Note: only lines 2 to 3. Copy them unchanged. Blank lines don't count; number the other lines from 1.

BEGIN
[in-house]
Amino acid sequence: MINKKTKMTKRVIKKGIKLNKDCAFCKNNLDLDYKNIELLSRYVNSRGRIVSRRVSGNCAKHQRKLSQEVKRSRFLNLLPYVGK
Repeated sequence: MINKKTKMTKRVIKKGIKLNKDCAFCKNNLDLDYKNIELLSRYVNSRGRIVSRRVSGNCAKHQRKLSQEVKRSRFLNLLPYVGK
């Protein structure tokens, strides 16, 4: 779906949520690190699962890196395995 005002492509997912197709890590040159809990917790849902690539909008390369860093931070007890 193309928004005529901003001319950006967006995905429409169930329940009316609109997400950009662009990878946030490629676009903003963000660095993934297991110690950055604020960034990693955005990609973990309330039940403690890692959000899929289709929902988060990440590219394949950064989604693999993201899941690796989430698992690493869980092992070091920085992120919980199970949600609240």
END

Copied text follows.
Amino acid sequence: MINKKTKMTKRVIKKGIKLNKDCAFCKNNLDLDYKNIELLSRYVNSRGRIVSRRVSGNCAKHQRKLSQEVKRSRFLNLLPYVGK
Repeated sequence: MINKKTKMTKRVIKKGIKLNKDCAFCKNNLDLDYKNIELLSRYVNSRGRIVSRRVSGNCAKHQRKLSQEVKRSRFLNLLPYVGK